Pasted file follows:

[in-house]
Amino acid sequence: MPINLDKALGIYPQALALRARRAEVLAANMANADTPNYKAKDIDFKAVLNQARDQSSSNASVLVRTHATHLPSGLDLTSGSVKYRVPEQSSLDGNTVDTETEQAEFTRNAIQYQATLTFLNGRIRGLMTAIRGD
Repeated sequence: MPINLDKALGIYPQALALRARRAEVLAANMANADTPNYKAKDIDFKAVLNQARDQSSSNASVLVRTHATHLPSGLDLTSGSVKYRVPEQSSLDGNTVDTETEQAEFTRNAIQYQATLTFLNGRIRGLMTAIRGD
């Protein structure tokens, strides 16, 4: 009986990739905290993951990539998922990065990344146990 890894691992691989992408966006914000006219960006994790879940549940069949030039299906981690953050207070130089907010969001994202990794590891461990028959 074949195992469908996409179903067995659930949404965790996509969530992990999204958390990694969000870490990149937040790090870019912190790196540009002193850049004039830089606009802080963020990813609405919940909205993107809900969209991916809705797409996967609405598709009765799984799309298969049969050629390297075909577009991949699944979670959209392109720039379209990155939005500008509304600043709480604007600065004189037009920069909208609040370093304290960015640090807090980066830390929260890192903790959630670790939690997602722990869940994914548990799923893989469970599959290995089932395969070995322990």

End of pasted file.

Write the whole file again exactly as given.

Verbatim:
[in-house]
Amino acid sequence: MPINLDKALGIYPQALALRARRAEVLAANMANADTPNYKAKDIDFKAVLNQARDQSSSNASVLVRTHATHLPSGLDLTSGSVKYRVPEQSSLDGNTVDTETEQAEFTRNAIQYQATLTFLNGRIRGLMTAIRGD
Repeated sequence: MPINLDKALGIYPQALALRARRAEVLAANMANADTPNYKAKDIDFKAVLNQARDQSSSNASVLVRTHATHLPSGLDLTSGSVKYRVPEQSSLDGNTVDTETEQAEFTRNAIQYQATLTFLNGRIRGLMTAIRGD
């Protein structure tokens, strides 16, 4: 009986990739905290993951990539998922990065990344146990 890894691992691989992408966006914000006219960006994790879940549940069949030039299906981690953050207070130089907010969001994202990794590891461990028959 074949195992469908996409179903067995659930949404965790996509969530992990999204958390990694969000870490990149937040790090870019912190790196540009002193850049004039830089606009802080963020990813609405919940909205993107809900969209991916809705797409996967609405598709009765799984799309298969049969050629390297075909577009991949699944979670959209392109720039379209990155939005500008509304600043709480604007600065004189037009920069909208609040370093304290960015640090807090980066830390929260890192903790959630670790939690997602722990869940994914548990799923893989469970599959290995089932395969070995322990």